Will the Malaysian election hurt overseas property investment?

Will the Malaysian election hurt the property market

Now the dust has settled on the Malaysian election with Mahathir Mohamad sworn in as the new prime minister, many overseas property investors are wondering what the result will mean for them. Demand from Chinese investors has been waning recently, sparking some worries, according to Cushman & Wakefield Singapore.

Of course, this alone isn’t really cause for concern. In the build up and immediate aftermath of nearly every major political event, the real estate market tends to go quiet.  Things will usually pick back up once it is clear stability in the country won’t be interrupted. Carrie Law, chief executive of Juwai.com, noted that she doesn’t believe the election results will have much of a long-term impact.

“Buyers motivated by pure investment may hold back to see how events play out,” she told the South China Morning Post. “However, most buyers are end users purchasing to study in Malaysia, work here, or retire here. They will continue to buy as long as visa and education policies remain favourable.”

And while Mahathir has criticised Chinese investments in the past, taking a veiled swipe at the controversial Iskandar projectduring his campaign, experts believe he will protect the country’s pro-foreign investment stance.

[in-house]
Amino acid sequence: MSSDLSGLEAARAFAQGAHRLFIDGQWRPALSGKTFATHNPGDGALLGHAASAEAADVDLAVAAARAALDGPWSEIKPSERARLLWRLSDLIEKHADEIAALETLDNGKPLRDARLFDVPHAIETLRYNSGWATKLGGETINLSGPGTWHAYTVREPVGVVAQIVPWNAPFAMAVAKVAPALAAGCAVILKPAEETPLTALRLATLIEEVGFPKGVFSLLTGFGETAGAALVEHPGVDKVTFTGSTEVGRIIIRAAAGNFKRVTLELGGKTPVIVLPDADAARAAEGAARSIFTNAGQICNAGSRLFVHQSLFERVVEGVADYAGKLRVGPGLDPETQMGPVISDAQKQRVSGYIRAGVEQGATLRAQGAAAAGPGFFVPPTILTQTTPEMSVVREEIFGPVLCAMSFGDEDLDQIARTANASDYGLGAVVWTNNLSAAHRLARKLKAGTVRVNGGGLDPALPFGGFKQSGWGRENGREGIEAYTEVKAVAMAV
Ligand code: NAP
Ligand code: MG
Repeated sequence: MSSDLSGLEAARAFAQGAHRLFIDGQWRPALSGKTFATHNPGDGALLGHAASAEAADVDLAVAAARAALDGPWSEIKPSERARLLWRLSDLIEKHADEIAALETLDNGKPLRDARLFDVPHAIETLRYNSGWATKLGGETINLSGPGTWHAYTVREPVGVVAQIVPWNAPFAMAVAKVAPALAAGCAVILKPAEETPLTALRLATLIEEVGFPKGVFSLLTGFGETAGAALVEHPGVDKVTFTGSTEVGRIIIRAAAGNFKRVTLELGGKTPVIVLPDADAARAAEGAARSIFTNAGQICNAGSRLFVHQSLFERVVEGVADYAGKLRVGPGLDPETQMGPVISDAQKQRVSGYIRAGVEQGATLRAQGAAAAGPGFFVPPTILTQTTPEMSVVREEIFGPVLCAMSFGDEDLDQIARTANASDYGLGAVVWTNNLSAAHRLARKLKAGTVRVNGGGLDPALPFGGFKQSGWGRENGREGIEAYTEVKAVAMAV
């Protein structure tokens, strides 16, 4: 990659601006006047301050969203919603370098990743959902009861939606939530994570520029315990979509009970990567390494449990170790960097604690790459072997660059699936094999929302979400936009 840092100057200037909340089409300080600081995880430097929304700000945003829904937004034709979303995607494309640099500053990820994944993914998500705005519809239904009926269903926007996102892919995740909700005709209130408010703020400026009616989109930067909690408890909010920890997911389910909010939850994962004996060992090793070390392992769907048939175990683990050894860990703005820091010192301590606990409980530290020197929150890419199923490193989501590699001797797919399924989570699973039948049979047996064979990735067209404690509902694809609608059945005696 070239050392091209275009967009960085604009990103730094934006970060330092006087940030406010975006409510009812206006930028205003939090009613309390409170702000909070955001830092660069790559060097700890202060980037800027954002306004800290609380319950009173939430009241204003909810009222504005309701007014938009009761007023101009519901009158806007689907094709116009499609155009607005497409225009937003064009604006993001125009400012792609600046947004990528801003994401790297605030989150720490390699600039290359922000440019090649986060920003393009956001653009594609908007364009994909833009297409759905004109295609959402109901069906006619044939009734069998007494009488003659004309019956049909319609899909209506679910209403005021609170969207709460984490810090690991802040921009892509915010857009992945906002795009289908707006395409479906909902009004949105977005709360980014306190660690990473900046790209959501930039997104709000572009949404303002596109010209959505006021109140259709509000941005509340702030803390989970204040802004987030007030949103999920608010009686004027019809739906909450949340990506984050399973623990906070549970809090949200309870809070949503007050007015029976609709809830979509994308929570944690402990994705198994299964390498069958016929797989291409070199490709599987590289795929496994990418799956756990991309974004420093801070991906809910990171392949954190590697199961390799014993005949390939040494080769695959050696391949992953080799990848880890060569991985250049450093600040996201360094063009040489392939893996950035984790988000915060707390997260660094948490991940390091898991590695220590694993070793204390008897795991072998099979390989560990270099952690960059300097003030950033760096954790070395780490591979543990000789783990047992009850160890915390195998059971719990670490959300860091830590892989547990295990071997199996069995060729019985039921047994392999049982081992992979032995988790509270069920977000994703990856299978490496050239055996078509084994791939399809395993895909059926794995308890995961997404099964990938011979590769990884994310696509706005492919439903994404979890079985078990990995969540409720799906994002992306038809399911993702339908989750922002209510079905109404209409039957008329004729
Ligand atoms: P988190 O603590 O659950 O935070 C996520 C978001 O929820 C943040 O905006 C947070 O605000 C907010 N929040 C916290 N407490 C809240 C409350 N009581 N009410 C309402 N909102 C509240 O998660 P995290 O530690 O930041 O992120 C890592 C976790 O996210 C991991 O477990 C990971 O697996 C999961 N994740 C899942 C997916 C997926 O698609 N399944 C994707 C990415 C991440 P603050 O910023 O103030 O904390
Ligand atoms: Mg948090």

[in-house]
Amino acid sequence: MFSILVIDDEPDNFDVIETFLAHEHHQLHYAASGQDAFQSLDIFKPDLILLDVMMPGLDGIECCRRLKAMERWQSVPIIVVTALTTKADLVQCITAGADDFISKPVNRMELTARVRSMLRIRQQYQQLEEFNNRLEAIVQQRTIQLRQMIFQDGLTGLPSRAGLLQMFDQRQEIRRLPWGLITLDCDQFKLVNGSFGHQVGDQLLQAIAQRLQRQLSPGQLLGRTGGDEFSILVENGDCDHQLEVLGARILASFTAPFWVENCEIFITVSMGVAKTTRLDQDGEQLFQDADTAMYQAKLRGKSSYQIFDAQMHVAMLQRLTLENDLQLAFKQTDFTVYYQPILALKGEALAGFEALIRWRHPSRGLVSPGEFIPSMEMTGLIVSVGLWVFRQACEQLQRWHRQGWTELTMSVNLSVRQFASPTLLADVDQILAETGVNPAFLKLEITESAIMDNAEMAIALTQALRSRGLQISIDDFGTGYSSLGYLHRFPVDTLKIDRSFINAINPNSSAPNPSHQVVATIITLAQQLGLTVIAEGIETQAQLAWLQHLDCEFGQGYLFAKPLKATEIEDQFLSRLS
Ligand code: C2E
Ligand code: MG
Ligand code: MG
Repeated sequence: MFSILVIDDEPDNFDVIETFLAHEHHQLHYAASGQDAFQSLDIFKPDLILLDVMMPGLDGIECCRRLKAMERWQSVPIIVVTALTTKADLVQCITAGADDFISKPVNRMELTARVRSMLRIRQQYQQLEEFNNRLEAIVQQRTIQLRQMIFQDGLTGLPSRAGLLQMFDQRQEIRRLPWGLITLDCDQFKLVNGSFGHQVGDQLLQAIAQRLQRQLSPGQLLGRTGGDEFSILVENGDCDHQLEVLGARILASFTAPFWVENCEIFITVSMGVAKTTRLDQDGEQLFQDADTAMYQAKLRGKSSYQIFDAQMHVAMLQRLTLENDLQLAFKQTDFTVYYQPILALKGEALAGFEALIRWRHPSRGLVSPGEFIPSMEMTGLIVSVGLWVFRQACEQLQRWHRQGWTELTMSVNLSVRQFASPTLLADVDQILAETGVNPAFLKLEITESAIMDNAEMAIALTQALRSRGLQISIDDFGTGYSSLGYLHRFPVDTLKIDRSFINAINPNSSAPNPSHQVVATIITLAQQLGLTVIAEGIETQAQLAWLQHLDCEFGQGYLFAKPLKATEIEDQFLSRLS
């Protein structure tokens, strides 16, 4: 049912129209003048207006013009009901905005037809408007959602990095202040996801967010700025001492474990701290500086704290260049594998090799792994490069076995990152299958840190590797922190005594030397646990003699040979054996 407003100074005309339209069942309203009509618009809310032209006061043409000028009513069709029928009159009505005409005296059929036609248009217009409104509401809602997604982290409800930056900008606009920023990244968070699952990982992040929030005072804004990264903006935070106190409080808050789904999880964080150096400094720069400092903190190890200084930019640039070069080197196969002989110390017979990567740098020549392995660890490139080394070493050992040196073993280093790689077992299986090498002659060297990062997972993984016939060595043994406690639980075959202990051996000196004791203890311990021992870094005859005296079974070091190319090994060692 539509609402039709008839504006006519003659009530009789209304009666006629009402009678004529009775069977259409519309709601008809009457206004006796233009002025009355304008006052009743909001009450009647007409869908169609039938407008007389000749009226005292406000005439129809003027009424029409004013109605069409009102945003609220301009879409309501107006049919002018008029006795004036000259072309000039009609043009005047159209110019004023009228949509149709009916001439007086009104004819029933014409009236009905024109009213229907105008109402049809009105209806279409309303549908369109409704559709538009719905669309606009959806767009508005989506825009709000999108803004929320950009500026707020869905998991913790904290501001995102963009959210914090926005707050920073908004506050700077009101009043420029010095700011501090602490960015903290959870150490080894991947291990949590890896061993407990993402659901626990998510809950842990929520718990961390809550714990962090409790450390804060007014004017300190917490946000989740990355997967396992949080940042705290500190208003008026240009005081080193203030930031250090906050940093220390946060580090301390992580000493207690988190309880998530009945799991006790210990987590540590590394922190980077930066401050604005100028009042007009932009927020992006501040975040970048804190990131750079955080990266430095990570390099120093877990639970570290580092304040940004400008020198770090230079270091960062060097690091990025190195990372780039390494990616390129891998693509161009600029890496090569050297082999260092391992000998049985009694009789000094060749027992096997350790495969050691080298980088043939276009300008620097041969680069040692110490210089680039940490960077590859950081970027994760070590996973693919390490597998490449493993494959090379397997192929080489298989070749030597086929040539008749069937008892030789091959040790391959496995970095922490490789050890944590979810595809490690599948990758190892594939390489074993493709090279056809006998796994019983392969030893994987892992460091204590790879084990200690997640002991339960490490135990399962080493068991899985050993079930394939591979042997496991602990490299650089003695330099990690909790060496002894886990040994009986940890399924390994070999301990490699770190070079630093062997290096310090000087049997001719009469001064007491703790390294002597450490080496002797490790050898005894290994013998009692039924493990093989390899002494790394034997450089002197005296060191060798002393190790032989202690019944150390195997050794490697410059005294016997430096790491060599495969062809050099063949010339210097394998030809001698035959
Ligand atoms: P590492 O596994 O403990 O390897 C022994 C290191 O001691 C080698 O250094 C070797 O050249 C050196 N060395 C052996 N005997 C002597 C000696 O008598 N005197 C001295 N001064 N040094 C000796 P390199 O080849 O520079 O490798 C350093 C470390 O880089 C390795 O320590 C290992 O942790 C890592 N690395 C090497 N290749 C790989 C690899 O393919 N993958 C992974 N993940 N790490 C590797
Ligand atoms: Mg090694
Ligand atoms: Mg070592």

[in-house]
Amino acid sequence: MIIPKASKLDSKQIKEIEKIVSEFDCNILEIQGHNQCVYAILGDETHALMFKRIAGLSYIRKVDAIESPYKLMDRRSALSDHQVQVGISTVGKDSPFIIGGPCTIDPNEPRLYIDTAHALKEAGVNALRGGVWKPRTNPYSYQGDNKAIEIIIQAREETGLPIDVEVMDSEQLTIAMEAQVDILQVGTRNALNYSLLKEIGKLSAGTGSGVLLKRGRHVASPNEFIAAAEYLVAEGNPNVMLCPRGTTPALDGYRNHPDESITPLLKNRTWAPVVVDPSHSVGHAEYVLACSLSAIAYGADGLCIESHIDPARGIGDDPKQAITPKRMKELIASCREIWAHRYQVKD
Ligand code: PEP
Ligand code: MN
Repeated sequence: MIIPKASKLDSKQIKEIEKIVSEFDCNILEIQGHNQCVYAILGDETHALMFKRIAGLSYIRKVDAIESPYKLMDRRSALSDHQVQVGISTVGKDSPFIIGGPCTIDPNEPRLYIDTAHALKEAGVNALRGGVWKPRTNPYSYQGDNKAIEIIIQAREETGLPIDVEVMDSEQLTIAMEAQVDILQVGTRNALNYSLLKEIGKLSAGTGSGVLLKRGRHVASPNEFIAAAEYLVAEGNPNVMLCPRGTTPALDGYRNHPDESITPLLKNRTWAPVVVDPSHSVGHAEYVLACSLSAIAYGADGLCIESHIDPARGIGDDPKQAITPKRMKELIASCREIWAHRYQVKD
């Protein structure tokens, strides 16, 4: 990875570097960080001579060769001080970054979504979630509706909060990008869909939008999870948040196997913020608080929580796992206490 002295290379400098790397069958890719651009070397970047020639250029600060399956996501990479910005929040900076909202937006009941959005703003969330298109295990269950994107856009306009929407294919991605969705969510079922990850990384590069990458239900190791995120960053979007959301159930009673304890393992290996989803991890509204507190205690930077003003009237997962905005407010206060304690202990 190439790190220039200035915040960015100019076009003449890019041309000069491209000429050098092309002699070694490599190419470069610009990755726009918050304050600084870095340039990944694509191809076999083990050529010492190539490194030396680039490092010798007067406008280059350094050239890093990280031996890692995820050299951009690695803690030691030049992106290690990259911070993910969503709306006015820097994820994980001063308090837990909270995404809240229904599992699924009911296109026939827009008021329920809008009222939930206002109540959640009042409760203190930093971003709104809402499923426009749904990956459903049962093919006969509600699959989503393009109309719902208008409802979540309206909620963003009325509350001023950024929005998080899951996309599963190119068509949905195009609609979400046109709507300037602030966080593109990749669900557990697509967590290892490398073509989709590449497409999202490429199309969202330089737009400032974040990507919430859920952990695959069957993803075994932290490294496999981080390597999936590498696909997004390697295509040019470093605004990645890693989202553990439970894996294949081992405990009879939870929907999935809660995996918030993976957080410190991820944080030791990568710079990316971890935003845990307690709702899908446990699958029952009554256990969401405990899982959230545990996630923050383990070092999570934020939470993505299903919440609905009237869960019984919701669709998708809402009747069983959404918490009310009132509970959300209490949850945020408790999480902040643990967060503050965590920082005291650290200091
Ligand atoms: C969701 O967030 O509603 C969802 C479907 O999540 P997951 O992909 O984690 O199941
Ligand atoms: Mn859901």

Malaysia-based political commentator Phoon Wing Keong was quoted as saying, “Most existing Chinese-invested projects, including those by China-based developers, would continue unchanged because the new government in Kuala Lumpur needed to send a positive signal to businesses and foreign investors.”

Glut, not Malaysian election, a problem

While the Malaysian election isn’t likely to burden the country’s property market, a glut of unsold residential units is something to keep an eye. Late in 2017, Bank Negara Malaysia (BNH) found the glut reached its highest point in a decade with high-end units struggling to find buyers.

“Supply-demand imbalances in the property market have increased since 2015. Unsold residential properties are at a decade high, with the majority of unsold units being in the above MYR 250,000 (USD 63,873) price category,” officials from BNM explained.

Renting could prove to be a solution. Home ownership in Malaysia is viewed as extremely important, but it may not be as big of a priority with the younger generation. This group may be willing to choose location and lifestyle over ownership. This is likely to create a robust rental market and that would bring in more real estate investors looking for yields.

“It could be time to move away from the Asian mindset on home ownership as the absence of home ownership does not imply welfare deprivation,” CBRE-WTW managing director Foo Gee Jen explained to The Sun Daily.